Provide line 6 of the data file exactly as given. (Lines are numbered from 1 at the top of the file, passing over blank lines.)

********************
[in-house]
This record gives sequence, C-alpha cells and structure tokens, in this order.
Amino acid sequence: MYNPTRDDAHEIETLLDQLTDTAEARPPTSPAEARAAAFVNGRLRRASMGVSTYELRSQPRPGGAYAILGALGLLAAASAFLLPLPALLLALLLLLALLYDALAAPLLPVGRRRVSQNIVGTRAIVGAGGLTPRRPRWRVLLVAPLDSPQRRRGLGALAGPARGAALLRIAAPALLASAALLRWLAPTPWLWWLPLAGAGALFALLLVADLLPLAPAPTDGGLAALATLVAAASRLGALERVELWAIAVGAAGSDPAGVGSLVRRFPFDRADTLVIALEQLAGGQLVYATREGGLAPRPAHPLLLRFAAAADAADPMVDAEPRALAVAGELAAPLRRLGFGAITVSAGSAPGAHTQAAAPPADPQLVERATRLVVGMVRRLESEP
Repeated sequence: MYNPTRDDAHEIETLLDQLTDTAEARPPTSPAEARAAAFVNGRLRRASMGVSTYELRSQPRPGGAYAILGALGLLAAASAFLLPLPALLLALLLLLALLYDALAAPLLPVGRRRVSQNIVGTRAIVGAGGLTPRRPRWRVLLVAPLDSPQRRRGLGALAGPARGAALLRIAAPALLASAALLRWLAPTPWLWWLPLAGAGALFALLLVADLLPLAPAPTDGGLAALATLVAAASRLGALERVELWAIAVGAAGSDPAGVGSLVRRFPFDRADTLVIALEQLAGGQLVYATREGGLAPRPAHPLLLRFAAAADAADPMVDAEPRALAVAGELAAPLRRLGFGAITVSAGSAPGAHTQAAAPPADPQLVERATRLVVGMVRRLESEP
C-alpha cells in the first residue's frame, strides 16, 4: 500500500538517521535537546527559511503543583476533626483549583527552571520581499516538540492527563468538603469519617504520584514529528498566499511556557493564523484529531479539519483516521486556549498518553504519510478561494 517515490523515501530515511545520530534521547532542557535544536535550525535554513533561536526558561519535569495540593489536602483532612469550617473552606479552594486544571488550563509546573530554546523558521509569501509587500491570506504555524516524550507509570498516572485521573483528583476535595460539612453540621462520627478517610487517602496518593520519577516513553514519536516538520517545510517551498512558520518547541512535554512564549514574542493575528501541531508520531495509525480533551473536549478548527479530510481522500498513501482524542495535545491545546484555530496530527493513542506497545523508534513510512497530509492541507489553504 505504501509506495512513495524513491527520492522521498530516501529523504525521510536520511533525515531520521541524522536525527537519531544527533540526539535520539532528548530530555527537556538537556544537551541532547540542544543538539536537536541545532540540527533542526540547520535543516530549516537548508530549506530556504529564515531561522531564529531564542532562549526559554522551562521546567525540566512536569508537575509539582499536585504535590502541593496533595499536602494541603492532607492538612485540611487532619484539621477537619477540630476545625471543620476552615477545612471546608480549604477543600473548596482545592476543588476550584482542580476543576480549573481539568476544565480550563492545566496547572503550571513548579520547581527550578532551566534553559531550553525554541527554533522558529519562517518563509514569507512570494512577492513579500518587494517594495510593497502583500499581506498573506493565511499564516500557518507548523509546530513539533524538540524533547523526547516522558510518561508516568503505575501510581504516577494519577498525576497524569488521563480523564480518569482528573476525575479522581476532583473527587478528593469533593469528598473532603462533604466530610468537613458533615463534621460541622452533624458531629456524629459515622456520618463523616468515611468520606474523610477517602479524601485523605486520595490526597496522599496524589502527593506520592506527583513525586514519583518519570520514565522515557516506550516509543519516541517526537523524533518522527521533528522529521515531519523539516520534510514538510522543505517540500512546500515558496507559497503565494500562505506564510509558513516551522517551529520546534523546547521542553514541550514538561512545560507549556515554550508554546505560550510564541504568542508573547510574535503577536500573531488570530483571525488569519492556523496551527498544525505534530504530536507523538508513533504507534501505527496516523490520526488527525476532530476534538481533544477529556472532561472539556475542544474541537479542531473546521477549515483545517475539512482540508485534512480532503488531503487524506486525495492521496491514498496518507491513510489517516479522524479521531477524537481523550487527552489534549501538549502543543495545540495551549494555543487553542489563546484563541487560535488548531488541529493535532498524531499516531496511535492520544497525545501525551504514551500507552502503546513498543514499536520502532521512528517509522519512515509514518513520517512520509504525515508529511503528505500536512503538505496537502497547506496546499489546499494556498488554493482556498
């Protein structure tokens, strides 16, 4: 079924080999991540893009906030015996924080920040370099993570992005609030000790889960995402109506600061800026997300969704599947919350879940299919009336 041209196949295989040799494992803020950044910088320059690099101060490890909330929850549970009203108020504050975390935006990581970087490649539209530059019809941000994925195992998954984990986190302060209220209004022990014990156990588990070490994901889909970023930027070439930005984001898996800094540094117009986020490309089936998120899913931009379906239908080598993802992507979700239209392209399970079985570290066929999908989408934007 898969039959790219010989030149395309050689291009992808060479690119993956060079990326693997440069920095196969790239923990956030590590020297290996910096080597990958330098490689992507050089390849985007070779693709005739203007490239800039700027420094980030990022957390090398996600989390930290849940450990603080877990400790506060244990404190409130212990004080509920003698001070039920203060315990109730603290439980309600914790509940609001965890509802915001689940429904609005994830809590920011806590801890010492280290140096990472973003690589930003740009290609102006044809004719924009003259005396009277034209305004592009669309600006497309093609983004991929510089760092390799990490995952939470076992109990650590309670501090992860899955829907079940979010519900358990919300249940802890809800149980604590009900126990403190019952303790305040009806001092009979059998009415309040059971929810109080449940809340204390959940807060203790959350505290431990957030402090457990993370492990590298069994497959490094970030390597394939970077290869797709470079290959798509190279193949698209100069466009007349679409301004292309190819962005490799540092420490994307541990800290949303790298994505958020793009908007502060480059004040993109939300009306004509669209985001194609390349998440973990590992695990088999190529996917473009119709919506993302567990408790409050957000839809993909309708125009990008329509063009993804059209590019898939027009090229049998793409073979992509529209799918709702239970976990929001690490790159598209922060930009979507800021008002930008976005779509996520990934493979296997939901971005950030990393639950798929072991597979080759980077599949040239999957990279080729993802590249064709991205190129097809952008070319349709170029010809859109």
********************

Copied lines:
């Protein structure tokens, strides 16, 4: 079924080999991540893009906030015996924080920040370099993570992005609030000790889960995402109506600061800026997300969704599947919350879940299919009336 041209196949295989040799494992803020950044910088320059690099101060490890909330929850549970009203108020504050975390935006990581970087490649539209530059019809941000994925195992998954984990986190302060209220209004022990014990156990588990070490994901889909970023930027070439930005984001898996800094540094117009986020490309089936998120899913931009379906239908080598993802992507979700239209392209399970079985570290066929999908989408934007 898969039959790219010989030149395309050689291009992808060479690119993956060079990326693997440069920095196969790239923990956030590590020297290996910096080597990958330098490689992507050089390849985007070779693709005739203007490239800039700027420094980030990022957390090398996600989390930290849940450990603080877990400790506060244990404190409130212990004080509920003698001070039920203060315990109730603290439980309600914790509940609001965890509802915001689940429904609005994830809590920011806590801890010492280290140096990472973003690589930003740009290609102006044809004719924009003259005396009277034209305004592009669309600006497309093609983004991929510089760092390799990490995952939470076992109990650590309670501090992860899955829907079940979010519900358990919300249940802890809800149980604590009900126990403190019952303790305040009806001092009979059998009415309040059971929810109080449940809340204390959940807060203790959350505290431990957030402090457990993370492990590298069994497959490094970030390597394939970077290869797709470079290959798509190279193949698209100069466009007349679409301004292309190819962005490799540092420490994307541990800290949303790298994505958020793009908007502060480059004040993109939300009306004509669209985001194609390349998440973990590992695990088999190529996917473009119709919506993302567990408790409050957000839809993909309708125009990008329509063009993804059209590019898939027009090229049998793409073979992509529209799918709702239970976990929001690490790159598209922060930009979507800021008002930008976005779509996520990934493979296997939901971005950030990393639950798929072991597979080759980077599949040239999957990279080729993802590249064709991205190129097809952008070319349709170029010809859109």